Based on an extensive research about the structure and activities of international nongovernmental organizations, this volume explains the models of world polity through selected case studies, namely environmentalism, the women’s movement, world language (Esperanto), the rules of war, technical standards, population control, development ends and strategies, and the scientizing of society.

  • Boyle, Elizabeth Heger. Female Genital Cutting: Cultural Conflict in the Global Community. Baltimore: Johns Hopkins University Press, 2002.

    Studying national policies toward female genital cutting in Egypt, Tanzania, and the United States, the book highlights the uneven effects of different world polity models (national sovereignty and human/gender rights) on different groups and individuals. An exemplary work for its sensitivity to “bottom-up” processes and individual accounts of world polity.

  • Drori, Gili S., John W. Meyer, and Hokyu Hwang, eds. Globalization and Organization. New York: Oxford University Press, 2006.

    With detailed case studies, and a strong interdisciplinary appeal, this organizational sociology textbook lays out the world polity dimension of modern organization and deals with the spread of global standards in business education, international management, accounting, corporate responsibility, human resources, and universities.

  • Drori, Gili, John W. Meyer, Francisco O. Ramirez, and Evan Schofer, eds. Science in the Modern World Polity: Institutionalization and Globalization. Stanford, CA: Stanford University Press, 2003.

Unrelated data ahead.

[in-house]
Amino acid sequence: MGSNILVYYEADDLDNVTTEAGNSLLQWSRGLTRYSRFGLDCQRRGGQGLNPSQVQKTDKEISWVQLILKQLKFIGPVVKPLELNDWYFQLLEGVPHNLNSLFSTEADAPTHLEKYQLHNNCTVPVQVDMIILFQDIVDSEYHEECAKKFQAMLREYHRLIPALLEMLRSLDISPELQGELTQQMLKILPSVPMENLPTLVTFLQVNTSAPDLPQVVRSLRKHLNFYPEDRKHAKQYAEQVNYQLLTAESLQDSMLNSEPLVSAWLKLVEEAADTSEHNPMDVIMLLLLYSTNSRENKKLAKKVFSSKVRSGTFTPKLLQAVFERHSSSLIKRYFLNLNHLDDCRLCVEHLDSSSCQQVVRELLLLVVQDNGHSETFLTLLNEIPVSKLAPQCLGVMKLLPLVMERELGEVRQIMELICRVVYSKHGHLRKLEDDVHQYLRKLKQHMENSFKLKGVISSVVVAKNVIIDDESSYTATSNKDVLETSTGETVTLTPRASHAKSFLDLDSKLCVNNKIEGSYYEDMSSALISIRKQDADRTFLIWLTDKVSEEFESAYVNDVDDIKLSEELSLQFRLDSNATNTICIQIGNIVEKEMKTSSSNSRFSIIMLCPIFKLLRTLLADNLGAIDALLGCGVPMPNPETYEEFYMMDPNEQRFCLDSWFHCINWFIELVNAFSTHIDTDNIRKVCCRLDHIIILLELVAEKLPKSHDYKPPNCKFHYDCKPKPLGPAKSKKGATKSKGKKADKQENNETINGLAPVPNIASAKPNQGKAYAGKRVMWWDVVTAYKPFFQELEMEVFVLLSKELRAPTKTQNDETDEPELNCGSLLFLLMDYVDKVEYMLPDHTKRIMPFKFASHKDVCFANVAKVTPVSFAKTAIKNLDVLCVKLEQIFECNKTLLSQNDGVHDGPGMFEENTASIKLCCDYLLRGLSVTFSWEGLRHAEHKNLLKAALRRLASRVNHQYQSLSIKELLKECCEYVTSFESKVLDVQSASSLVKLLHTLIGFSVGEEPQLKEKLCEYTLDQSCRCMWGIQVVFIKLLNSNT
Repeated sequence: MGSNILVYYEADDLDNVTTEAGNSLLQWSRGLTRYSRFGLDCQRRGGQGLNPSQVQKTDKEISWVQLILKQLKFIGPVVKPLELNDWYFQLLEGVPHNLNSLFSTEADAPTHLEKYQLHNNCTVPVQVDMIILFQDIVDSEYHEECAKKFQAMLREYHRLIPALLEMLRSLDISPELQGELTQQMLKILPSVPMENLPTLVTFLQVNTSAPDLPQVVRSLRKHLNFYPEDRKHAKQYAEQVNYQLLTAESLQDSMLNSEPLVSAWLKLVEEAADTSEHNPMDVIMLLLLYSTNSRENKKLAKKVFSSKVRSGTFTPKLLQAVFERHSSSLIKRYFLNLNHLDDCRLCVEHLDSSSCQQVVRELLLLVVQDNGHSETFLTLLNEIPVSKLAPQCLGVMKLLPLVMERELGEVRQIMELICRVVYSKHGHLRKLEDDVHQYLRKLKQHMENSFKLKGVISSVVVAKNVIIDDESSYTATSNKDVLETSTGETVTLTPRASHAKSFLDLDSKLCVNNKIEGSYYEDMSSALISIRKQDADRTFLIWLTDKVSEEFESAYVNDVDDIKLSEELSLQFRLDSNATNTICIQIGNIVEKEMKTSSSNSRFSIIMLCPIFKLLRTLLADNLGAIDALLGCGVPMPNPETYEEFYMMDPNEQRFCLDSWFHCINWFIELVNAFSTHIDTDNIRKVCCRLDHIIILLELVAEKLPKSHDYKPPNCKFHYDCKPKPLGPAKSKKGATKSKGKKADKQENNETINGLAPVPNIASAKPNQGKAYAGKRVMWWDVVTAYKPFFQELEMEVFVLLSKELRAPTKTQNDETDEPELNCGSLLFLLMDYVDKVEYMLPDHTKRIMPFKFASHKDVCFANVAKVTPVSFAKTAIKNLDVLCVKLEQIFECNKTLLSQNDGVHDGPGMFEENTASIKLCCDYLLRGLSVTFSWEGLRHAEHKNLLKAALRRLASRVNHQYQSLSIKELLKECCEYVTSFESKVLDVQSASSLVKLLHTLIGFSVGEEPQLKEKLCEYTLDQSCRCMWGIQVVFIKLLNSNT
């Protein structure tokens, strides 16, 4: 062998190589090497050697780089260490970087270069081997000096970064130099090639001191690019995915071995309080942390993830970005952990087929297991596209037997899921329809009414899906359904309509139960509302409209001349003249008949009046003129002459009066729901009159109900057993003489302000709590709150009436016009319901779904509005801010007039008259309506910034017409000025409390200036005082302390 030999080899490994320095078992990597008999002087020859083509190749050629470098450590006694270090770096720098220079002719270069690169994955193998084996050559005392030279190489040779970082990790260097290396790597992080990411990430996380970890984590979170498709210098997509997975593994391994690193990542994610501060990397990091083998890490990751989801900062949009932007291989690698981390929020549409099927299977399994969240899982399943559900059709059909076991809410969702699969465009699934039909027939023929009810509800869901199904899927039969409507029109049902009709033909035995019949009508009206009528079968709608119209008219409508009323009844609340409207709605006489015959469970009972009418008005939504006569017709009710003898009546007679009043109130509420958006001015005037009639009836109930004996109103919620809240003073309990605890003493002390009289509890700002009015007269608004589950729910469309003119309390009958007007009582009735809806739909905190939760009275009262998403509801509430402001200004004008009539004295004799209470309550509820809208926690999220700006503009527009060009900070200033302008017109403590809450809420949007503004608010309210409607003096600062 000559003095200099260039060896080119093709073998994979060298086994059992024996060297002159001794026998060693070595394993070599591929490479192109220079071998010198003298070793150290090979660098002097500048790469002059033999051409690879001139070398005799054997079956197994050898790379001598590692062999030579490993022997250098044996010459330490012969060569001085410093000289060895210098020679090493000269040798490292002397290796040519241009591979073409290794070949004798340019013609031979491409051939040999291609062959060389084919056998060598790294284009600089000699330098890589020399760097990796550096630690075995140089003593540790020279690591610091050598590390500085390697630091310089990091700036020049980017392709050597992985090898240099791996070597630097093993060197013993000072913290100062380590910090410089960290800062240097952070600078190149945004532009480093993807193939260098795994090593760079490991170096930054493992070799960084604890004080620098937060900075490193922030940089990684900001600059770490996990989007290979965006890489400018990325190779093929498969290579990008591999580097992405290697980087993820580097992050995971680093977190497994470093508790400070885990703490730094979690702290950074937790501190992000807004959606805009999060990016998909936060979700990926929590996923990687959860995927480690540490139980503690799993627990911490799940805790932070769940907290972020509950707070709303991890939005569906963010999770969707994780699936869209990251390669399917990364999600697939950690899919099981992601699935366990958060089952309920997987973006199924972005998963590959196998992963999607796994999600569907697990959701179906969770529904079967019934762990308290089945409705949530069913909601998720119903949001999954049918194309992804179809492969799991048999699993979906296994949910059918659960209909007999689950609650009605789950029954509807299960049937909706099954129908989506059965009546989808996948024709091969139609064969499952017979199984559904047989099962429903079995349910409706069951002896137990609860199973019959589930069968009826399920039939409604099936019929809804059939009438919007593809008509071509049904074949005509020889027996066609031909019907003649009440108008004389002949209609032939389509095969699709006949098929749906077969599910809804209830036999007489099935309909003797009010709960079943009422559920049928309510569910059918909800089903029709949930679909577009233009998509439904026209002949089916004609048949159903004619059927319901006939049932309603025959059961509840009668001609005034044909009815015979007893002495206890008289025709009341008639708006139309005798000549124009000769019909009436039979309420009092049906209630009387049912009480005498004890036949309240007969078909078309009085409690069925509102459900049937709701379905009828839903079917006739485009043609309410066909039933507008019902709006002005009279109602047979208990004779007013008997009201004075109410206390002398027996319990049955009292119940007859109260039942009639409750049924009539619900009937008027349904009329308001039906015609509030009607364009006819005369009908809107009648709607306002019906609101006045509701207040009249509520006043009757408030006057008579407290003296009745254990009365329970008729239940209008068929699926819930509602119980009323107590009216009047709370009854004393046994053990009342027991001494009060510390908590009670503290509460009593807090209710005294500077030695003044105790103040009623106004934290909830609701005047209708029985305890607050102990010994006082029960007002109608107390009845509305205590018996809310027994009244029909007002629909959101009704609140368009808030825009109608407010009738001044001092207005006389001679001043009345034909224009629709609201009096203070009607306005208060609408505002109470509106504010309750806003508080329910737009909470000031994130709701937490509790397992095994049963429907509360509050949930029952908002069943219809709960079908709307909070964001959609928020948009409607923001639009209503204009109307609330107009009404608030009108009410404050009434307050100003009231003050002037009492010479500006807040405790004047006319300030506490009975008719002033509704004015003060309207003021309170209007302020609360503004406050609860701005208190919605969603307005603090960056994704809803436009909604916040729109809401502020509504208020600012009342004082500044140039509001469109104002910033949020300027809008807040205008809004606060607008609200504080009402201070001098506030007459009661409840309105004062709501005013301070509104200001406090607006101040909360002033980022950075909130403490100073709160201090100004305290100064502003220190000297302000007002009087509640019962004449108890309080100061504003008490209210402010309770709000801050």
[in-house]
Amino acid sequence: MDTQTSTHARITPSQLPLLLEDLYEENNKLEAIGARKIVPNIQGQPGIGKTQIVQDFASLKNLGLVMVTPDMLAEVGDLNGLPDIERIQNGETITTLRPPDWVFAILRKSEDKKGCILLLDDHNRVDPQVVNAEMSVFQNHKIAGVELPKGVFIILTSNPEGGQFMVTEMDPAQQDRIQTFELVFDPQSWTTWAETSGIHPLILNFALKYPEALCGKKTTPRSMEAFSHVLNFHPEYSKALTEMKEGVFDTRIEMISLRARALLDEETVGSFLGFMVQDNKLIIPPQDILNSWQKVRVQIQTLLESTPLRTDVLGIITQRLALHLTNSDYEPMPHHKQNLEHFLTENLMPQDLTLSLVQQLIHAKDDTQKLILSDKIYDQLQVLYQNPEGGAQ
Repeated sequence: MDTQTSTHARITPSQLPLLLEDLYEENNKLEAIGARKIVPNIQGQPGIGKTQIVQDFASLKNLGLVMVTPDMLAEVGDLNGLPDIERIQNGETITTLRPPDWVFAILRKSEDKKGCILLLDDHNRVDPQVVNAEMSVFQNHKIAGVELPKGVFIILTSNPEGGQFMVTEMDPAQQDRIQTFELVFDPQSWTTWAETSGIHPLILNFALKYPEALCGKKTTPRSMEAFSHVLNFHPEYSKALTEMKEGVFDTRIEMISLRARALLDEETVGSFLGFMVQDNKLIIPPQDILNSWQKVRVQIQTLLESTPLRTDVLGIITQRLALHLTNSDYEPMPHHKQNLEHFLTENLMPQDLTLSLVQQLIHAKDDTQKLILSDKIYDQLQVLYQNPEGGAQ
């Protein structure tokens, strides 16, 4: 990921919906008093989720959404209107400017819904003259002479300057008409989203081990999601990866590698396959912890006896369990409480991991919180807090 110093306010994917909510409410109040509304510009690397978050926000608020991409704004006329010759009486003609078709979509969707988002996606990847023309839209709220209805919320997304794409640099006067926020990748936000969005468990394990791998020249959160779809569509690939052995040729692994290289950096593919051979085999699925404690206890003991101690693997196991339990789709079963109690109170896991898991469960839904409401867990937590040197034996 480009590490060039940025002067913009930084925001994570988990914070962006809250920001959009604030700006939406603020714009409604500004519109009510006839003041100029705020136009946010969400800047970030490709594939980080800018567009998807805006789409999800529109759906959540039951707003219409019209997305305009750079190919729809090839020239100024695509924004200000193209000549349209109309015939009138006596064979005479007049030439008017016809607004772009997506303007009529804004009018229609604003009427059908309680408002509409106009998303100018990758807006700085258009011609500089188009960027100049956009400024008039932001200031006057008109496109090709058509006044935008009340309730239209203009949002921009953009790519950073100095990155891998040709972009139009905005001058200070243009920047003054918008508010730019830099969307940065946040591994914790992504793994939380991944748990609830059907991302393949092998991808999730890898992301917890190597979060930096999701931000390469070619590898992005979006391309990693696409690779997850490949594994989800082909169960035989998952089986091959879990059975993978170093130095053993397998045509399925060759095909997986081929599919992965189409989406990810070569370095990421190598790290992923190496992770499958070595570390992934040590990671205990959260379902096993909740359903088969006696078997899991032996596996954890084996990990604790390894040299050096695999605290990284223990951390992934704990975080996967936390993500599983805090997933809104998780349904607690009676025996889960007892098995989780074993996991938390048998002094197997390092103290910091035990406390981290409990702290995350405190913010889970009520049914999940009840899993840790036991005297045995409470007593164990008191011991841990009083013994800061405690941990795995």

This edited volume explains how scientific thinking has become a central element of the modern world polity. It discusses the emergence and expansion of world polity and how to study it. It opposes the conventional thinking based on functionalism and rational choice in explaining state behavior and social movements.

  • Krücken, Georg, and Gili S. Drori, eds. World Society: The Writings of John W. Meyer. Oxford: Oxford University Press, 2009.

    Compilation of must-read articles that represent world polity research conducted by John W. Meyer and his students since the 1970s. Can be used as a textbook on world polity theory. Includes previous publications applying the world polity approach to different areas such as human rights, European integration, nation-states, law, and the environment.

  • Lechner, Frank J. Globalization: The Making of World Society. Malden, MA: Wiley-Blackwell, 2009.

    Expands on Lechner and Boli 2005. Focuses on how world polity intertwines with local and traditional actors. Provides case studies on global economy, food, media, sport, governance, welfare system, migration, justice, inequality, environment, and civil society and concludes that the globalizing world operates as if it is a single place.

  • Lechner, Frank J., and John Boli. World Culture: Origins and Consequences. Oxford: Blackwell, 2005.

    DOI: 10.1002/9780470775868

    A comprehensive account of world polity: its origins, institutionalization, internal contradictions, contestations, and its differential impact on nation-states. Studying the Olympic games, global economy, law, governance and infrastructure, the authors correct “top-down” accounts of world polity as unified and hegemonic.

  • Soysal, Yasemin Nuhoglu. Limits of Citizenship: Migrants and Postnational Membership in Europe. Chicago: University of Chicago Press, 1994.

    This book studies the expanding rights of migrant workers in core European countries and the prevailing rational choice accounts that explain the advancement of migrant rights with the parochial interests of the host countries; it demonstrates that Europe is under the constitutive effects of world polity.